Learning from Lincoln with Preston Manning

April 24, 2014

Using the 2012 film Lincoln as an entry point, Preston Manning explored issues of leadership, public faith, and politics in an intimate, conversational setting at Regent College on April 11th. After the presentation, Manning answered questions on political issues of all sorts from Regent College students, professors, and members of the public. 

Manning played clips which illustrated the techniques Lincoln used to unify diverse factions in order to finally bring about the abolition of slavery. These techniques included the use of story rather than focusing too heavily on divisive details of policy.

When addressed with a question intended to damage his reputation, Lincoln would often sidestep it by telling a story. “Lincoln was a master of doing that,” said Manning. “He did not address the question directly; he told a story.”

The same principle applies to Christianity, said Manning: “I frankly do not know why we do not make more use of story in our communication of the gospel.”

Another intangible, essential to politics or any form of leadership, is building a real relationship with one’s opponents as well as one’s followers. Know the “ambitions, motivations, and character,” of those you’re addressing, said Manning: “Know them as people.”

 Manning discussed Lincoln’s continual emphasis on unity, despite the deeply conflicting interests within America during his time as President. 

“Politics at the highest level is about reconciliation of conflicting interests,” said Manning. 

He pointed out that the quest for reconciliation of conflicting parties is a key point of overlap between the life of faith and working in politics.

“Reconciliation is at the heart of the Christian faith,” said Manning.

To illustrate from the film, Manning used the example of Lincoln’s Second Inaugural Address. In the speech, “Lincoln more strongly identifies what the parties have in common—both read the same Bible and pray to the same God,” said Manning.

 As the Civil War was coming to a close, Manning pointed out that Lincoln was “[seeking] to lay a foundation, in spiritual as well as political terms, for the reconciliation of North and South.” --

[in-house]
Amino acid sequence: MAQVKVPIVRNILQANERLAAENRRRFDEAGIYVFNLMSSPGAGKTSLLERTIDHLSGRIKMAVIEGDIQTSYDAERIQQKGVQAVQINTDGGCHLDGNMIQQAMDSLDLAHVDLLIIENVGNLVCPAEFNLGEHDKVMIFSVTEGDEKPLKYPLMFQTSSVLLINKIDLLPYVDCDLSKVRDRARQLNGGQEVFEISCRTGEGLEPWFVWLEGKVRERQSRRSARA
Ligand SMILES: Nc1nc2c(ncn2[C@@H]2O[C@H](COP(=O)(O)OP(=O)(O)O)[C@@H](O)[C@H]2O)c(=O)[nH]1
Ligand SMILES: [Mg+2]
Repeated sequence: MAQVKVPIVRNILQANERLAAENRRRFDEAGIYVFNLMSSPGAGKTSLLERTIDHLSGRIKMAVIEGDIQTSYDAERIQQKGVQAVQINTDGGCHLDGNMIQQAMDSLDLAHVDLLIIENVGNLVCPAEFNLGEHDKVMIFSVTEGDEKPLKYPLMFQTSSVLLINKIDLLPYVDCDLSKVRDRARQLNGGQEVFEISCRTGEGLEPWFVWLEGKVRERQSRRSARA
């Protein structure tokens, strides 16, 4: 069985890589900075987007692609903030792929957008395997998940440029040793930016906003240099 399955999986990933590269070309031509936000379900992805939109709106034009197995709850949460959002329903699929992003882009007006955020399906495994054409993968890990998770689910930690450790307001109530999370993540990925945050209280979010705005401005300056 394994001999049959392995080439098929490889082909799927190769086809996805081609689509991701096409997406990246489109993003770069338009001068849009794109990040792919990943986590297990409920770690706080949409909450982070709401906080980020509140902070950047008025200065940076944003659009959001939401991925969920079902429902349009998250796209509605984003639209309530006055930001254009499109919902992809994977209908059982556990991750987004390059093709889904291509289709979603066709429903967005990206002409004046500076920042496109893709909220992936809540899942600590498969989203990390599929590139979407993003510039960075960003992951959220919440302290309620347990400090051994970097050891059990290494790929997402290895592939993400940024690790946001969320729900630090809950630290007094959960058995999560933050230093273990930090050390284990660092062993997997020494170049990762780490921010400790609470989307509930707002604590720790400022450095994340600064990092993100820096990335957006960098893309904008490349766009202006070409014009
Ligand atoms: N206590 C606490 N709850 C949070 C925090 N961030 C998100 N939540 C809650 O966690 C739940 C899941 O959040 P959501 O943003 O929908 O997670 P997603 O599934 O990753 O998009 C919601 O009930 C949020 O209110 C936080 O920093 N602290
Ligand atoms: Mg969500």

There are few Canadian politicians better qualified to discuss Lincoln’s great success in bringing together diverse political factions. Manning was instrumental in rebuilding a sturdy conservative political party in Canada, founding the Reform Party in 1987, and expanding it to form the Canadian Alliance Party in 2000, in order to incorporate a broader range of voters. 

Recently, Manning has been heavily involved in political education in Canada, founding the Manning Centre For Building Democracy in 2005, and working with other initiatives for education in democratic principles.

Manning is a Senior Fellow of The Marketplace Institute at Regent College, and speaks and teaches on the integration of faith with public life.

by Derek Witten, current student at Regent College 

About the Regent College Marketplace Institute

The Marketplace Institute (MI) is a theological research and design institute associated with Regent College in Vancouver, Canada. Our vision is for the gospel to be recognized as public truth again. We want to see Christians owning the gospel in all aspects of their lives, and demonstrating its positive impact at all levels of society—individuals, communities, sectors, and the entire marketplace of ideas. Through our research and our grounding in the calibre of theological education found at Regent College, our mission is to provide and embody fresh, reliable, and well-informed expressions of the gospel that reveal its truth, necessity, and relevance to all spheres of public life.